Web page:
Feb 18, 2013

MRMW in Kuala Lumpur

I, as a guest blogger attended the MRMW in Kuala Lumpur Jan. 29-30 which was the first time held in Asia. The sessions were quite helpful and comprehensive to understand what’s happening in the mobile research industry.


Definition of mobile research:
What do you think of mobile? One would say it is a device such as smart phone, the other may say portability. According to Kantar Mobile, mobile research is divided into three ways in terms of user experience. 1) SMS (text message), 2) WPA (mobile web) and APP (application based). Each way contains different advantages. GPS and camera are available on APP and SMS is easier to send push notification for real time request to users. Definition is sometimes important for a team to plan new projects. How would you define mobile research?

Substitution? :
Internet research through PC has been still emerging in some counties. We sometimes see longer surveys such as LOI (Length of Survey) of 40 minutes on PC. But, would you want to respond to a survey of 40 minutes long, that includes complicated matrix with more than 10 options with long descriptions through mobile? My answer would be NO. Mobile research is not a substitution ofPC. “Small is beautiful” by one of the speakers is understandable. We need to adjust if it is too big to handle for users through mobile phone.
Experience, this word is one of the most frequent words I heard in the conference that is becoming a buzz word in the Internet industry like UX (User Experience) after UI (User Interface). It’s probably the most important factor to successfully design mobile research and provide well developed UX optimized to each mobile device. It is obvious that LOI of 40 minutes is not good experience for mobile users. You may embed buttons that are easier for users to touch instead of radio buttons we usually adopt for PC research.

In some Asian countries, the number of users using mobile is higher than that of PC to connect to the Internet. The fact is that we need to approach users connecting the Internet with different types of device such as tablets, PCs and smartphones. How can we avoid the bias coming from each device? This is a big problem. PC is not the only way to access a right target. We need to compile up data for each country and each segment to get useful and non biased results.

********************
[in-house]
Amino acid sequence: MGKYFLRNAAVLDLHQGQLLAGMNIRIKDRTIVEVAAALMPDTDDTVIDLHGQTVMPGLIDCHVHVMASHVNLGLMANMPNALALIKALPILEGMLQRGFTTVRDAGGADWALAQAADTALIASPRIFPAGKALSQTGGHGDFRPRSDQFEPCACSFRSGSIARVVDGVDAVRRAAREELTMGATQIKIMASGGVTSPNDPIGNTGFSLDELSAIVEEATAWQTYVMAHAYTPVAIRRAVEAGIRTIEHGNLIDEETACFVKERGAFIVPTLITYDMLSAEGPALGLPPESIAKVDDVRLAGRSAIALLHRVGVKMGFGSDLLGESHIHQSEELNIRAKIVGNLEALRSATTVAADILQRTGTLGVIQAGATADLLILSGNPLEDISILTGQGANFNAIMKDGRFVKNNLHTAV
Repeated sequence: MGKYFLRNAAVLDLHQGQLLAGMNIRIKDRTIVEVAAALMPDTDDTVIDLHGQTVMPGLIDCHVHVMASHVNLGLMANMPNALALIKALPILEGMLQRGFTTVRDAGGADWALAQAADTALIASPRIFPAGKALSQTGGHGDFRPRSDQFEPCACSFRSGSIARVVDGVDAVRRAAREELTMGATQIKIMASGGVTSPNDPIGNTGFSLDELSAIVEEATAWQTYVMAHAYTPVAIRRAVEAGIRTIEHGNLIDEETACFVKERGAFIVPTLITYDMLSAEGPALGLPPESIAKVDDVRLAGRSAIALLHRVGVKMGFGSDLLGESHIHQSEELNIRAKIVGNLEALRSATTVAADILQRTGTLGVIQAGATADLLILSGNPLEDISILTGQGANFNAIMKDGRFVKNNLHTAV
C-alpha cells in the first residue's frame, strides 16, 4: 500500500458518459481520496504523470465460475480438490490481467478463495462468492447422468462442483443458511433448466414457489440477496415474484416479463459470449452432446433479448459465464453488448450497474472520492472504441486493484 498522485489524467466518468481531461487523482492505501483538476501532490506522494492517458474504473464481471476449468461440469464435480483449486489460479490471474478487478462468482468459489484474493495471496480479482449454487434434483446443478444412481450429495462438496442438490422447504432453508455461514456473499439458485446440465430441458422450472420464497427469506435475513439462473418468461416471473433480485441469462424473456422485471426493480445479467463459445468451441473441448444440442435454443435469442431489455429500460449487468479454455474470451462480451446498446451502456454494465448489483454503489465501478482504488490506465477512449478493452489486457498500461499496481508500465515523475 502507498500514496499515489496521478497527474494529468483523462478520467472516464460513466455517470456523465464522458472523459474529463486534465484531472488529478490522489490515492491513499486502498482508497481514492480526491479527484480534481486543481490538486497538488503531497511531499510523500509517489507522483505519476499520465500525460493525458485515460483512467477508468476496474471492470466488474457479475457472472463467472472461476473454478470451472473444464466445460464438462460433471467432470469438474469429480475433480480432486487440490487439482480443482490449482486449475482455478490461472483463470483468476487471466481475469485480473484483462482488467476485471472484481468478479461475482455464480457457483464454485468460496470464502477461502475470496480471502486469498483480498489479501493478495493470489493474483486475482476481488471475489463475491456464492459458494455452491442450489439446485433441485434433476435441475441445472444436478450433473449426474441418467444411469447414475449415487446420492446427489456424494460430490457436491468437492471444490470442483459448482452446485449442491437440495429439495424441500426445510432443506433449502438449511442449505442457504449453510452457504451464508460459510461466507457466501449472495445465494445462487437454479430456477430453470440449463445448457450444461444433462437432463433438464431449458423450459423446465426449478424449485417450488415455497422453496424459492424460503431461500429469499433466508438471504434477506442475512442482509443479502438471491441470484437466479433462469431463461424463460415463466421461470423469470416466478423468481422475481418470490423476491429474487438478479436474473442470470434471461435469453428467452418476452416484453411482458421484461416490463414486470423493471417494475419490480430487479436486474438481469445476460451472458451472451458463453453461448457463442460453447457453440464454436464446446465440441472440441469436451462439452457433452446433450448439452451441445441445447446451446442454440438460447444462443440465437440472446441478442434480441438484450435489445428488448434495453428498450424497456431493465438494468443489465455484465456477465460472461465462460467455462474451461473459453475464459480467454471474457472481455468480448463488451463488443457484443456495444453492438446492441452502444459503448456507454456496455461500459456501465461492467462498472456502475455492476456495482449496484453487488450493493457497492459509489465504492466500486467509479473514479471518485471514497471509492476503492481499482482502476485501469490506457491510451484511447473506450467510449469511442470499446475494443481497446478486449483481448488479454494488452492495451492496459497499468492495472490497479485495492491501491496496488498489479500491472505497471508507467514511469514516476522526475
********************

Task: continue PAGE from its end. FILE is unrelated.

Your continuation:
Network accessibility:
We need to take into account the network accessibility. Is free Wifi available everywhere in the country? No limitation for data communication amount? Communication environment totally depends on each country and it needs to be considered because this is directly related on how to develop a product. For example in some countries, applying off-line mode would be required for its app working on iPhone. Do you totally understand the mobile circumstance which is a prerequisite which we can’t miss in each country?

Next Wave:
Mobile has a wide range of meanings. What do you imagine the next wave after tablets or smartphones would be like? The IT giants are trying to invent new mobile devices that works on eye glasses. This is a great example. New technology and new devices completely replace our existing ways. “It is not the strongest species that survive, nor the most intelligent, but the ones most responsive to change."

The presentation decks can be viewed or downloaded using this link: https://www.box.com/s/mm5tdlnon5102lvsc9fa

Photos of MRMW Asia can be viewed or downloaded here: http://www.flickr.com/photos/38419325@N02/sets/72157632753567554/

The next MRMW conference will be held in Minneapolis, USA at July16-18, 2013

Jan 11, 2013

Top 4 Market Research Conferences of 2012

RPA Attended Many Great MR Events Last Year

Written by: Diane Wagner

Every year, there are lots of conferences for MR folks to choose from.  Recently, I saw the “Worldwide Market Research Conference Calendar” put out by Inside Research for 2013 which listed approximately 60 events from the likes of ESOMAR, MRA, IIR, Merlien, ARF, AMA, CASRO – and many more.  2012’s schedule was comparable. 

At our 2012 TMRE Booth with Rie Nagai
And we were there for many of those held in the US last year.  In case you missed these posts, we thought we’d share links from our 4 favorite conferences: 

We’re looking forward to another sure-to-be memorable year in MR and hope to see YOU at an industry event sometime soon! 

Jan 8, 2013

HBR Blog Highlights Power of Focusing on One Thing

Understanding How Technology Can Help ... or Hurt

Written by: Diane Wagner